A friend of mine (and reader and commenter on this blog) suggested I write a post (to go along with my post about how to make Niter Kibbeh) about what you need to have on hand for Ethiopian cooking. I am also going to give a simple runthrough on how to make Doro Wat (a favorite dish of Ethiopians) and easy, americanized injera, and the more authentic, lengthy, but stil-not-hard version of injera as well.
So, what you should have lying around if you want to cook Ethiopian food:
1) red onions. Lots of them. Like, a dozen. I'm not kidding.
2) fresh ginger
3) fresh garlic
4) Berebere Spice. You can get this at an african market (if you have one locally) or you can buy it on EthiopianSpices.com for a very reasonable price.
5) Paprika. Large quantities, not those tiny spice jars. We buy bulk at Winco--it's just fine.
6) Garam Masala spice. OK, this is my shortcut. They *say* to use things like cinnamom, cardamom, tumreric etc but all those spices exist in Garam Masala and I've found if I use a corresponding amount of Garam Masala to cover the amounts of all these separate spices listed in many authentic recipes, it works pretty well.
7) ground Cardamom. In some recipes this is called by the ethiopian name "Korerima."
8) oil, or if you're really doing it right, Niter Kibbeh. Which you can easily make. It's not hard, it just takes time to melt on the stove.
9) if you can, you should have teff flour. If you want you can get the teff grain (find in any grocery store with the specialized flours) and use a coffee grinder or blender or flour mill to grind it to flour. But if you don't have teff flour, substitute buckwheat flour.
Doro Wat (chicken stew):
8 red onions, diced up tiny. I use a food processor.
1 cup Niter Kibbeh.
Simmer these together until the onions are nice and soft. Add:
1/2 cup berebere (you can vary the amount if you are serving people who aren't used to spicy foods. I'd start with maybe 1/4 cup or even 1/8 cup if you're really worried, and move up from there.)
1/4 cup paprika
Stir in & let these spices cook with the onions for a couple of minutes.
add: 2-3 cups water (so onions don't stick as they continue to cook down & soften)
a couple tablespoons of Garam Masala
a tablespoon of Cardamom
and 1 whole chicken (gutted and cleaned of course). I found that putting the whole chicken in the pot to simmer with the berebere-onion stew gives the dish a much rounder, better flavor. Having the marrow leach into the stew from the bones, etc.
Usually after letting it simmer for an hour or so i'll take the chicken out and divest the bones of meat, make sure it's torn into small, cooked chunks and put the meat back into the stew to cook until it's dinner time. I like to let this dish cook several hours. the longer, the better--the more the spices and onions and chicken and everything all seem to combine and be perfect.
Easy (quick) Injera:
3 cups self-rising flour (if you don't have it, you can make it with 3 cups flour, 1 Tb baking powder and 1/2 Tb salt.)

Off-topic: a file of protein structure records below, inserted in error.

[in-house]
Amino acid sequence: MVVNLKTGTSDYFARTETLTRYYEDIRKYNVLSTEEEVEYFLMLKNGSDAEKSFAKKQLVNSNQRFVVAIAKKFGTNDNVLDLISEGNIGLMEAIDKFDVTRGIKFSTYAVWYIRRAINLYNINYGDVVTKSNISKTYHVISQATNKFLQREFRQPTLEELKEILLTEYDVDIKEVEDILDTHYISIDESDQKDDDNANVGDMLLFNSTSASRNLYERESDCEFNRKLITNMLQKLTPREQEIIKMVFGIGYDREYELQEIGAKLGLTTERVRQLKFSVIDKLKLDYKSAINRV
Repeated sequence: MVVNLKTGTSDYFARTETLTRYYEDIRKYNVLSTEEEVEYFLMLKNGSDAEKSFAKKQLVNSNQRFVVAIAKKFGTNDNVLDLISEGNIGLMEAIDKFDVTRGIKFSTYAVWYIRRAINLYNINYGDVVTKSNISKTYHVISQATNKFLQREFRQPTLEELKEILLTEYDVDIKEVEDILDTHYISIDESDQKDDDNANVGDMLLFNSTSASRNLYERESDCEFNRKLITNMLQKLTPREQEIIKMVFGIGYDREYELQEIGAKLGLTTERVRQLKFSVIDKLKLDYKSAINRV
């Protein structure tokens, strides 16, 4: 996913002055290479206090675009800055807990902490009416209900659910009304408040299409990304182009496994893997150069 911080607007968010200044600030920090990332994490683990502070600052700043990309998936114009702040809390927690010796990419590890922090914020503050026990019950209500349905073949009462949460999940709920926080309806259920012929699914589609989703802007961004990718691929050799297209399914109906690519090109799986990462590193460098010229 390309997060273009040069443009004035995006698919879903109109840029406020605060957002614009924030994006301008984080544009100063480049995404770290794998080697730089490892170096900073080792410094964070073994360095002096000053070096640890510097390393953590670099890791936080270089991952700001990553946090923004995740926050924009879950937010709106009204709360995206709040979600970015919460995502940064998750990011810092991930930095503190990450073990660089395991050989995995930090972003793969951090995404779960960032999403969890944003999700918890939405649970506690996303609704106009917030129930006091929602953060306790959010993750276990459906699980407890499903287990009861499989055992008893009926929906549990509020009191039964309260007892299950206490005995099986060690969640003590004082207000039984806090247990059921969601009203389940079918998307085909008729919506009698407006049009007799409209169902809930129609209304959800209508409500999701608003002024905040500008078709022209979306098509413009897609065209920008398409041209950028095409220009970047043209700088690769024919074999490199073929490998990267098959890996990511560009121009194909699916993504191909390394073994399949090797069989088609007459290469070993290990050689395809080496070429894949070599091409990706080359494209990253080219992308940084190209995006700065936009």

1 cup teff flour (or buckwheat flour, or whole wheat flour)
1 cup corn flour (I've used Masa flour, the stuff you make corn tortillas out of.)
1 2-liter bottle of Club soda.
mix dry ingredients together, then add a little bit of club soda until the flour mix turns into a paste. Then add more and more club soda carefully in icrements (so you don't get lumps) until you have batter the consistency of thin pancake batter.
Get a frying pan (any size) and pour a little bit of oil in the bottom. Take a cloth and wipe the oil all over so it's in a thin layer on the bottom of the pan. Pour 1/4-1/3 cup of the batter in the pan, pick the pan up and move it from side to side until the batter spreads out and is thin (maybe 1/8 inch on the bottom of the pan). Set the pan on the burner at medium heat and cook it for 1 minute, or until bubbles are showing in the middle. Then take a saucepan cover and put it over the dough circle, tightly so the injera can steam. Cook this for two more minutes.
You don't turn over injera, you just take it off the pan with 1 side cooked and 1 side steamed, and stack it on a plate, putting a cloth over the stack so that the injeras can steam further and grow soft and stretchy like we like them.
More Authentic Injera:
3/4 cup water, room temp. (70 degrees)
1/2 cup teff flour
A pinch active yeast (about 1/8 tsp)
Day 1: mix those in a glass jar. do not use metal implements to stir as it will kill the starter. cover it loosely (I usually just take a cloth, put it over the jar, then set a jar ring on top to keep it from falling off) and put it in a neglected corner of your kitchen.
Day 3: stir starter (with something not-metal) and add 1/3 cup teff flour and 1/2 cup water.
Day 5: repeat the above.
on day 5, you can use the starter, but you won't have any leftover for a continuous starter process; you'll use it up. If you want some leftover, continue and do the same thing on day 7.
on the day you use the starter, allow it to settle for at least 4 hours after stirring/feeding, before you use it to cook. Then the recipe goes:
2 cups teff starter
2 cups self-rising flour
Stir these together, adding the water carefully so the dough doesn't form lumps, until it's about thin-pancake batter consistency. You need to let this sit for a further four hours at least before you cook it.
Follow the same instructions as above, in the easy recipe, to cook it.
And that, my friends, is how we make Ethiopian food. But don't forget hardboiled eggs. Lots and lots of hardboiled eggs to go with the Doro Wat & Injera make it an extra delicious experience.
AND. if you want to try some more recipes (Which I haven't done yet... too chicken or too busy or too something I guess) go here: ehtiopianspices.com .
That is also where I've found the best prices for Ethiopian spices. And that includes the African Markets I've been to, though if you live in a big, diverse city you might be able to find better deals than are available to me.